Werth has a very strong and accurate arm, and he covers a ton of ground in the outfield. Werth also absolutely mashes lefty pitchers, so the Phillies will need him to step up against Sabathia and Pettitte.
Designated Hitter: Hideki Matsui vs. Raul Ibanez
Hideki Matsui: .282/.367/.475 with a .368 wOBA.
Raul Ibanez: .270/.340/.467 with a .351 wOBA.
Ibanez was one of the hottest hitters in baseball to start off the season, but has cooled down, as expected. These are the vagaries of small sample sizes. A good player can look like one of the best players ever if you choose some arbitrary endpoints. The big picture will always be more predictive of how well you can expect a player to keep hitting.
Matsui put together a fine season for himself, and the Yankees will have to decide whether or not they want to bring him back. Both of these players are fine hitters, but Matsui is a superior one.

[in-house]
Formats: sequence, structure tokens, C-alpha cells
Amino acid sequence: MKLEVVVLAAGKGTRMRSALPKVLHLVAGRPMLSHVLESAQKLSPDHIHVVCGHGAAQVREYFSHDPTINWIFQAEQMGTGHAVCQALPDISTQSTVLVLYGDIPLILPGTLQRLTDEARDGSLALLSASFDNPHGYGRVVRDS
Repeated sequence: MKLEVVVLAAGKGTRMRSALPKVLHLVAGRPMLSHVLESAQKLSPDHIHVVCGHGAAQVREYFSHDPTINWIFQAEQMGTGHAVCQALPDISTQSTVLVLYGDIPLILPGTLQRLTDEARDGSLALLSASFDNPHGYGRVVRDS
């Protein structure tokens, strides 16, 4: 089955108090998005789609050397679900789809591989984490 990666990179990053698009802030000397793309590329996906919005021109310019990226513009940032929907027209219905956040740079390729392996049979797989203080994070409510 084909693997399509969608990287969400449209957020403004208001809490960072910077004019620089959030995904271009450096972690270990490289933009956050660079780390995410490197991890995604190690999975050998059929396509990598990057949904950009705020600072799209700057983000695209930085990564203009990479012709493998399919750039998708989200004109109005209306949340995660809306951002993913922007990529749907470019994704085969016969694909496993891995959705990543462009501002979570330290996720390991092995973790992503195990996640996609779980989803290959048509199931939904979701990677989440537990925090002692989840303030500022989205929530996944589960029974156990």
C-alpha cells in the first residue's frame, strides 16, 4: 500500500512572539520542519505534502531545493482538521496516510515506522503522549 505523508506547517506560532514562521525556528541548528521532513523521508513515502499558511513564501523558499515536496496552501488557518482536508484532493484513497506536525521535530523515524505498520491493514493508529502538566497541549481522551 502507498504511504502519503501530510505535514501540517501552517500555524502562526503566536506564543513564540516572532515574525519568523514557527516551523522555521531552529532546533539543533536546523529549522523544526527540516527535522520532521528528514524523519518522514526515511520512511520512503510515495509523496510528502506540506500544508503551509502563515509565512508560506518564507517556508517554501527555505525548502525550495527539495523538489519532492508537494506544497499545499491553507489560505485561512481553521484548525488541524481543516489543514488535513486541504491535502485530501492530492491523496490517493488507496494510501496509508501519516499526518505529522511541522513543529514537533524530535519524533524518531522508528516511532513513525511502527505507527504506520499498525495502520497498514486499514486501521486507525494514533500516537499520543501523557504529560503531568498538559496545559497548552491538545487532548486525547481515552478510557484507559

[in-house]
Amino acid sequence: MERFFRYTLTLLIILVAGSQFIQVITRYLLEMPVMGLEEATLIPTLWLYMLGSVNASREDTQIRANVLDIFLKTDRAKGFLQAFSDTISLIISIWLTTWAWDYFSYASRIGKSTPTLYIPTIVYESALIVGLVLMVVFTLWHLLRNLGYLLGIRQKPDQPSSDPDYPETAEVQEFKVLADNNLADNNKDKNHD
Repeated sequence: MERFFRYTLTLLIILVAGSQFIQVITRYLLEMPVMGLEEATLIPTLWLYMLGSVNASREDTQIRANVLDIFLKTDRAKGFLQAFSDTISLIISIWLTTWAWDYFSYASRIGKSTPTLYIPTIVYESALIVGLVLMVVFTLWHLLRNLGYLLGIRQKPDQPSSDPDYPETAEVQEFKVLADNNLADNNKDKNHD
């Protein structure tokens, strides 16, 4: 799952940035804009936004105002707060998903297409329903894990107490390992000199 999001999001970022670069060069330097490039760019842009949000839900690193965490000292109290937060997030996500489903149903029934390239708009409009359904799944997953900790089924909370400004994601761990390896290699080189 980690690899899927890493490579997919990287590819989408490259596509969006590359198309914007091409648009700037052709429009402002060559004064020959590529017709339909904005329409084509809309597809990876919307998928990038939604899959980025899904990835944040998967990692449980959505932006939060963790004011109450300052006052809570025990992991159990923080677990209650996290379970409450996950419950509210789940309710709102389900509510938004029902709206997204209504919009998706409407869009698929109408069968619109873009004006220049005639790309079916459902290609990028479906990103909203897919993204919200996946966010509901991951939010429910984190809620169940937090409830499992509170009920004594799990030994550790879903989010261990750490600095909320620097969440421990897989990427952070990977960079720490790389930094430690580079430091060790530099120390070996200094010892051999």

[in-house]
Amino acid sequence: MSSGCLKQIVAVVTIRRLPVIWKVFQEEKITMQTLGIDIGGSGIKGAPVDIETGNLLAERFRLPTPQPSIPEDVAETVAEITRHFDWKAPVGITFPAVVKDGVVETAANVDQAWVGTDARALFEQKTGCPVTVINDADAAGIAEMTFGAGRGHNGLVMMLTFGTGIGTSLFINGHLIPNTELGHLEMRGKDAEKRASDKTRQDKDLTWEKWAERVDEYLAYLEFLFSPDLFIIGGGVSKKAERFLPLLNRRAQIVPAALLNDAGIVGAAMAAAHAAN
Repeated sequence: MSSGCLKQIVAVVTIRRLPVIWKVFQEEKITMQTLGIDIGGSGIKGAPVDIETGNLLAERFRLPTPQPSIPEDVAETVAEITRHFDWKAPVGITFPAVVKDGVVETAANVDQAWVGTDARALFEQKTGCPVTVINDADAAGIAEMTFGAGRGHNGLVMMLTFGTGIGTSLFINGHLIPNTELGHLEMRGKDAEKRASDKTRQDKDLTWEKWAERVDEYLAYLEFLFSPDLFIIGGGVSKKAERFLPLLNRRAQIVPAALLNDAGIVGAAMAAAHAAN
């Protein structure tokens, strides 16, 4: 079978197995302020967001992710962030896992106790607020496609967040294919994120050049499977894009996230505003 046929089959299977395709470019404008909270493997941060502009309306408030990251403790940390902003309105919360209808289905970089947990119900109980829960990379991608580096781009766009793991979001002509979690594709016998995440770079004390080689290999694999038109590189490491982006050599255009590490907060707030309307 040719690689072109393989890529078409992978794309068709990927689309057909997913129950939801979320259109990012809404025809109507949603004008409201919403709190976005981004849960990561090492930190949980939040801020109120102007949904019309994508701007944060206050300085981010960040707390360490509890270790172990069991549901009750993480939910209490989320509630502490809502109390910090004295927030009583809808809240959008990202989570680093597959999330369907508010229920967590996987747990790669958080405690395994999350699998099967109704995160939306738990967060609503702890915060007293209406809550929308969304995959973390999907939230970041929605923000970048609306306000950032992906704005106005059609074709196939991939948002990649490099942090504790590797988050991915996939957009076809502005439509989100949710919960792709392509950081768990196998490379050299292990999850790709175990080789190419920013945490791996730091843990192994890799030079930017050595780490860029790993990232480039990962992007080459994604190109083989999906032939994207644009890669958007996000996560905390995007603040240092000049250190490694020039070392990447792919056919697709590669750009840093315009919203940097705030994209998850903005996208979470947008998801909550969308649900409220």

Ibanez will play left field in Philadelphia home games, though, and Matsui won't step foot in the outfield during the series.
Edge: Yankees, but the Phils have an edge in home games with Ibanez vs. Damon.
Ace Starting Pitcher: CC Sabathia vs. Cliff Lee
CC Sabathia: 7 IP per start, 3.40 ERA, 2.26 BB/9, 7.65 K/9
Cliff Lee: 6.94 IP per start, 3.81 ERA, 2.43 BB/9, 6.81 K/9
These two aces were teammates for years with the Cleveland Indians, but both have since been traded and have led their respective teams to the playoffs.
They both excel with great command, so don't expect to see either of them put batters on the bases for free. Sabathia has dominated this year with a new grip on his changeup, that has been his most effective pitch all season long.
Cliff Lee doesn't have a knockout pitch like CC, but he commands all of his pitches well, which gets the job done. These two will face off in what looks to be a pitchers duel.
Rest of the Starters
AJ Burnett: 6.37 IP per start, 3.75 ERA, 3.63 BB/9, 8.75 K/9
Andy Pettitte: 6.39 IP per start, 3.91 ERA, 2.68 BB/9, 6.82 K/9
Pedro Martinez: 5.24 IP per start, 3.54 ERA, 2.33 BB/9, 8.2 K/9
Cole Hamels: 6.36 IP per start, 3.43 ERA, 2.27 BB/9, 8.4 K/9